BreakPoint Blog

Banner
Banner
Paying Their Fair Share?


How often, in this political cycle, have we heard that the solution to our fiscal woes is to get the rich to pay their “fair share” and the not-quite rich to pay just “a little more?” William Voegli, senior editor for the Claremont Review of Books, puts that claim to the numbers.


Comments:

I get a kick out of some people on the far left calling for "economic justice." Hmm, some of us might say that it's quite just that folks who don't want to do anything to help themselves would not do very well economically.

In arguing against "soak the rich" proposals, Governor Romney and others would have been well advised to drop the "job creators" nonsense, when the so-called creators had gotten rather favorable tax policies from President Bush and we still got a terrible recession with high unemployment. The voters didn't buy the GOP argument.

What the Republicans should have done was appeal to people's sense of basic fairness. Even if you agree with a progressive tax system, it is simply not fair for someone to have as much as two-thirds of his income taken by the government.

For obvious reasons, politicians don't want to be seen as defenders of the rich. But making a case for fairness could still be plausible. At least, I'd like to think so.
Not really unchanged, Lee. Now the poor had conscription.
"(I mean, we have to let the rich keep some of their money, huh?)"

I've read a lot more about the Bolshevik Revolution of 1917 than I have so far about other revolutions, Regis, but I'm getting the sense that this isn't true. (I think you were being sarcastic, but I'll comment as if you were serious.) Even the TV series "Downton Abbey" has made reference to how Irish Republican revolutionaries turned aristocrats from their homes (burning the homes, rather than seizing them, but still the rich didn't get to keep anything).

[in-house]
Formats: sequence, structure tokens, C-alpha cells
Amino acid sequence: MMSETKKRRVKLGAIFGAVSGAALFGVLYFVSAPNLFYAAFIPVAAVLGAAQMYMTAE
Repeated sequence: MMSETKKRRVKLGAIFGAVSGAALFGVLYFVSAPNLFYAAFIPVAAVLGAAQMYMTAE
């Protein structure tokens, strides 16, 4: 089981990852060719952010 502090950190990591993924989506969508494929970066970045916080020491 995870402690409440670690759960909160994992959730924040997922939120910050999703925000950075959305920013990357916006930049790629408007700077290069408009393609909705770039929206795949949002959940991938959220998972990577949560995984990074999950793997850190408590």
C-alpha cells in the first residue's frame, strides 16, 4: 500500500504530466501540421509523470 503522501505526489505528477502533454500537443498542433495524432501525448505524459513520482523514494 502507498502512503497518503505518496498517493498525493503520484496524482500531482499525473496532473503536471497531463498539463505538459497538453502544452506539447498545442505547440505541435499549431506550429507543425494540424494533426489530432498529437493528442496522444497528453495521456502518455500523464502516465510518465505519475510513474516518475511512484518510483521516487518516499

Interestingly, "Les Miserables" shows how the cry for "Liberté, égalité, fraternité" resulted in a new aristocracy and an unchanged class of wretchedly poor people rather than actual "égalité". As Orwell's "Animal Farm" put it, "Some are more equal than others."

And in light of all the preceding, I wonder if Gerard Depardieu will have to go from France to Russia to Ireland to . . . ?

But to your primary point, I would not be surprised to see the seizure of wealth to affect its redistribution and to address some future power play by China (who might try something and expect us to not respond since they hold so much of our debt). This would fail, as the article points out, but would erase the demonized "rich" - except, of course, for rich Democratic donors like those in Hollywood, union leaders, energy industry speculators, etc.
The problem is that no one considers themselves to be "the rich" even though most of us are in fact rich.
Boiling it down
To paraphrase and summarize, one Voegli's key points...

If we consider the “rich” as the “one-percenters” (that is, anyone making over $352,055 per year) and soak them for all they have in a new 100% tax bracket, it would generate $1.042 trillion in additional tax revenue, substantially less than that needed for our $1.293 trillion deficit.

Given the unlikelihood of a 100% tax bracket (I mean, we have to let the rich keep some of their money, huh?), eliminating the deficit would require, either 1) pinching the rich for 90% of their income and the not-quite rich (those making between $150,400 and $352,055) for 70% of theirs, or 2) substantially raising the taxes on the “un-rich” (that is, everyone else).

For those would favor the former option, the recent flight of Gerard Depardieu from France to Russia is a warning that countries that heavily tax the “rich” may soon have no rich to tax. And for those who favor the second and thought of “Occupy Wall Street” as a movement of the 99%, they haven’t seen nothin’ yet.